xne yuiu lcrn, masses and tangles of vines and
trees. and at tho bottom ot each is a roarin,
tumbling brook, or narrow arm of the sea. On
this side of the island, also, lie the rich 6uar
plantations under the hospitable roofs of whose
owners the traveler must look to find his shelter
and his victual.
But Hilo will not suffer him to pass her by
without stopping to pay a tribute of admiration
to her beautiful bay and cultivated and generous
inhabitants, giving him at the same time the
opportunity to take breath before the last day
of his journey. The crater of Kilauea opens at a
height of four thousand fcet on the side of the lofrv
Mauna Loa, and a gradual ascent of thirty miles
lands you suddenly on the edge of this enormous,
yawning chasm. So vast is it that it is impossible
name is an imitative word, derived from the cry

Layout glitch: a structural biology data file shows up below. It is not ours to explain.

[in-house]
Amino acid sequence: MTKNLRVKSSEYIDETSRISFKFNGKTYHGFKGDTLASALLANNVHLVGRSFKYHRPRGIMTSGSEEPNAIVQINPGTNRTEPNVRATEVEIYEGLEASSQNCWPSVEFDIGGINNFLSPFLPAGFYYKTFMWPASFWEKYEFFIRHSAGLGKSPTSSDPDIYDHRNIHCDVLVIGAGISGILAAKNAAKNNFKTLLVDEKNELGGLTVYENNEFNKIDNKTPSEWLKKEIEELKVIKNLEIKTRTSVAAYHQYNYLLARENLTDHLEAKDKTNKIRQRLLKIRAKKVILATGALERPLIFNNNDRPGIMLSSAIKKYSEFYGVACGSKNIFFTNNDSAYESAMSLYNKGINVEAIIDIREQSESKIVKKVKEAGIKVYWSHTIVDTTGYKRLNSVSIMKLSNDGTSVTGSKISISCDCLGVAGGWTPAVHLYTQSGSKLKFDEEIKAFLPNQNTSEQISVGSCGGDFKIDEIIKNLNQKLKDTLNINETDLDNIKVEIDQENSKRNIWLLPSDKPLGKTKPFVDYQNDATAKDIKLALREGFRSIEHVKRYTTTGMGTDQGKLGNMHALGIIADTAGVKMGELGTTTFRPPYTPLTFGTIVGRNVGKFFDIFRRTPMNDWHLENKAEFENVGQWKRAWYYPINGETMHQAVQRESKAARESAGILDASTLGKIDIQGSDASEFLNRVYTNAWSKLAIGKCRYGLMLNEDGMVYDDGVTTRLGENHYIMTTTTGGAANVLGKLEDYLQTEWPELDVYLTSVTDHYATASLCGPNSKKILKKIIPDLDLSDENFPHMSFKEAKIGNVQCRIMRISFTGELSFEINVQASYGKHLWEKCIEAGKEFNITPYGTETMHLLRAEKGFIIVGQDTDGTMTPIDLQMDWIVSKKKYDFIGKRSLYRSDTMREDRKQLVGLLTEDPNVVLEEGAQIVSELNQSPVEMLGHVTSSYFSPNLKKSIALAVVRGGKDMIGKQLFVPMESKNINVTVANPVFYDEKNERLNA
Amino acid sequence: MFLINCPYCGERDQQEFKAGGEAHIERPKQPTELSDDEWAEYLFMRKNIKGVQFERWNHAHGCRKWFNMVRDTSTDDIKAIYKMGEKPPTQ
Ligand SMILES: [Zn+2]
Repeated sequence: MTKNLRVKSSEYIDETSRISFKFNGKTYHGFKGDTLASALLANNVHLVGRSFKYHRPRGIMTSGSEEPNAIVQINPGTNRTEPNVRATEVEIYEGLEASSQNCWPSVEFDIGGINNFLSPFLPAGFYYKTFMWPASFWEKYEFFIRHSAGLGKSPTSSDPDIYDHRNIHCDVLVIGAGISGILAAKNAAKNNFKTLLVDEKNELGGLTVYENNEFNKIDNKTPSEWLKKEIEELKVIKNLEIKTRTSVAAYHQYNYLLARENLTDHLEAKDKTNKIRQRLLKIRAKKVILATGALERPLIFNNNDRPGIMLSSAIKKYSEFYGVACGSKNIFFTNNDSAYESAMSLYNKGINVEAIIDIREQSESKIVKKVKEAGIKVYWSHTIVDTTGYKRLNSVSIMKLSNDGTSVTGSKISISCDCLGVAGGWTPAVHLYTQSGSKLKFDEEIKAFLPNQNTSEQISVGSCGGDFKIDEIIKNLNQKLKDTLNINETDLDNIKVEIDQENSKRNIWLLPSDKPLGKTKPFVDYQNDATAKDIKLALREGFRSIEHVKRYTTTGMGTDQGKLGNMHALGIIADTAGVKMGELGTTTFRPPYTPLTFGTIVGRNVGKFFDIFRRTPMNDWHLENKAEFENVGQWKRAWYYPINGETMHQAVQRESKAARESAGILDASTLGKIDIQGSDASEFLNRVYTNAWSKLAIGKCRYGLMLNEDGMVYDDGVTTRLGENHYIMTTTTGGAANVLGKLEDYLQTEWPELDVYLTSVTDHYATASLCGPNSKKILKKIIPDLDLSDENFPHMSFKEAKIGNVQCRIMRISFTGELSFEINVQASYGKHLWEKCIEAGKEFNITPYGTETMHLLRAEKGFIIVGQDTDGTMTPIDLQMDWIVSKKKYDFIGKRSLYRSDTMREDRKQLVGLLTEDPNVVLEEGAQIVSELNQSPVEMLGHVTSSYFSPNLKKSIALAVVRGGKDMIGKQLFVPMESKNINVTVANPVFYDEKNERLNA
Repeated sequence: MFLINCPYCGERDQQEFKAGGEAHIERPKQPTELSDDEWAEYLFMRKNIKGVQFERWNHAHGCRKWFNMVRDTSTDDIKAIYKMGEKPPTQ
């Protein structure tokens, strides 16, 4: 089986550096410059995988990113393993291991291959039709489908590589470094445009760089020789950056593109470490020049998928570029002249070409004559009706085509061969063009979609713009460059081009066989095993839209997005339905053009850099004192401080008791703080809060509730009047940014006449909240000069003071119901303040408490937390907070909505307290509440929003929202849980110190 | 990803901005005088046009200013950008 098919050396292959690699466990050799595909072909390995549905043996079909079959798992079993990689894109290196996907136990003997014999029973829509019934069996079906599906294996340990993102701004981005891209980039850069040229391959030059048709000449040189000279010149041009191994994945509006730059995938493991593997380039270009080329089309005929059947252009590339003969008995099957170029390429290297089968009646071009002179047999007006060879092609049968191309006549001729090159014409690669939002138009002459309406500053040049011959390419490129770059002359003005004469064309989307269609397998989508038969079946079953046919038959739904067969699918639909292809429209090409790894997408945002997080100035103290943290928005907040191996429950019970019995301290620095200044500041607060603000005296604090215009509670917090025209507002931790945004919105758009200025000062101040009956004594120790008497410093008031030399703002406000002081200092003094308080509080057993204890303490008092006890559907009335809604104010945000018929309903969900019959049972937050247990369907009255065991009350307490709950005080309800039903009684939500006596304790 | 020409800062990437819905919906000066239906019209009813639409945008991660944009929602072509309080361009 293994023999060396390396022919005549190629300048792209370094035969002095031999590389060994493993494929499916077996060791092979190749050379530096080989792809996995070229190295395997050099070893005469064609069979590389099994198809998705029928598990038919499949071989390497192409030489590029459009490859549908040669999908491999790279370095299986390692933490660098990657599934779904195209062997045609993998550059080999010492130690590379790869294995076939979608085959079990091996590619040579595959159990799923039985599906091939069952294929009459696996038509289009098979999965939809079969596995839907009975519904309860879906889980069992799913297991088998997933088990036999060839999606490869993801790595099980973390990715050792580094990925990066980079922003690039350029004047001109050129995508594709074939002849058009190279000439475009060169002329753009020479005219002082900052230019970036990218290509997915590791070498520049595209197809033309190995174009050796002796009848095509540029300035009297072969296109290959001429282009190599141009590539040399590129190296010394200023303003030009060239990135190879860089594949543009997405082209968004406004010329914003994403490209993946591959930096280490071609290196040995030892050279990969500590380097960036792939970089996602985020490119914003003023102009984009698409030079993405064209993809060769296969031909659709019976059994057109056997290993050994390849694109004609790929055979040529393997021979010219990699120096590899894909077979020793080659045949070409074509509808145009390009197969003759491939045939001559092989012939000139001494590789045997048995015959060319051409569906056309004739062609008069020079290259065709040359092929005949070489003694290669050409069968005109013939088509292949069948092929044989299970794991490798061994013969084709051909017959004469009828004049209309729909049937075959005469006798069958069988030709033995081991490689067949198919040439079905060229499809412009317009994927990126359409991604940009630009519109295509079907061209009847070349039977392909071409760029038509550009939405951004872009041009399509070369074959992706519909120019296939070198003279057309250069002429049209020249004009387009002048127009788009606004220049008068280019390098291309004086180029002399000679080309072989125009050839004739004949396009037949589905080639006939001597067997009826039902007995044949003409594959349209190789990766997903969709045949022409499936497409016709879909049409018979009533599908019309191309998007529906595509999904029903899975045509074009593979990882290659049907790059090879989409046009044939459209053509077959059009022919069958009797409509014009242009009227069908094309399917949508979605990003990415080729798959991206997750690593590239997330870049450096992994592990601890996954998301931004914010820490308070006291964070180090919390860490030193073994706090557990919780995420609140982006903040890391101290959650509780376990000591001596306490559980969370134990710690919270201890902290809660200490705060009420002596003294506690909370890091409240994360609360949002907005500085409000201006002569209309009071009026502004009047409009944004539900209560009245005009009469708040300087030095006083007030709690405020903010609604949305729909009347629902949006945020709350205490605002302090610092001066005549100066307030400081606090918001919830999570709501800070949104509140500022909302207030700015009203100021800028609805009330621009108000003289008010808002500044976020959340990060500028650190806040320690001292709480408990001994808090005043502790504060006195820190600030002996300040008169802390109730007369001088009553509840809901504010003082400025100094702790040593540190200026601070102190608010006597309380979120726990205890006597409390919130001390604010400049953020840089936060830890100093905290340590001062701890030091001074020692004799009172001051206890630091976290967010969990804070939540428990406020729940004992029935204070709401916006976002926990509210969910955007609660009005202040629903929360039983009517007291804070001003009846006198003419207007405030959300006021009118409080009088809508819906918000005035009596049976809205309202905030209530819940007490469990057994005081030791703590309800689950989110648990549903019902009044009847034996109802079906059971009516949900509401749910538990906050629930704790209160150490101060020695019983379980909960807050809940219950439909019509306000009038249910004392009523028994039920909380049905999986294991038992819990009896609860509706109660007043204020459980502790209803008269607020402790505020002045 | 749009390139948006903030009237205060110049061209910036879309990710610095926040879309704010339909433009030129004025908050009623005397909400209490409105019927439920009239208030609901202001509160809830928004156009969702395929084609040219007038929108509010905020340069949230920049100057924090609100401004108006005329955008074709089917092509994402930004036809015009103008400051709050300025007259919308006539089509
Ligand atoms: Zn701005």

of this restless creature, and is applied to it by
the Hawaiiana, who have Quick intuition in
The nu-e-ko is a bird of moderate sizo bearing:
wuiuuuiic mj me piping piover. it is
less phlegmatic and stupid than most of the other
uiryio udu uoes not waste so much of its time in
droning and crooning and love-making.
Yet it is not undomcstio in its habits. While
wio miner is engaged in tlie business of tho
island, providing for the want of the lamily by
a vat uu.cr.ag near ucr iiali-
fledged young, now inviting them to try their
wings in iugut, ana now hustling them out of
signs unaer some clump of brown grass, and
teaching them to lio close in order to escape ob-
. The nu-e-ko does not make its homo on the
guano fields, but prefers tbo sandy shingle nearer
w ue ocean, xne piumage ot its back ta Drown,
spotted with gray, a color so nearly resembling
that of the sand upon which it makes its nest!
Al .1 a ."l- . . "
uiat u migns escape almost detection. But,
when danger approaches it rises on the wing, ut
tering its shrill, peculiar cry of nu-e-ko ! nu-e-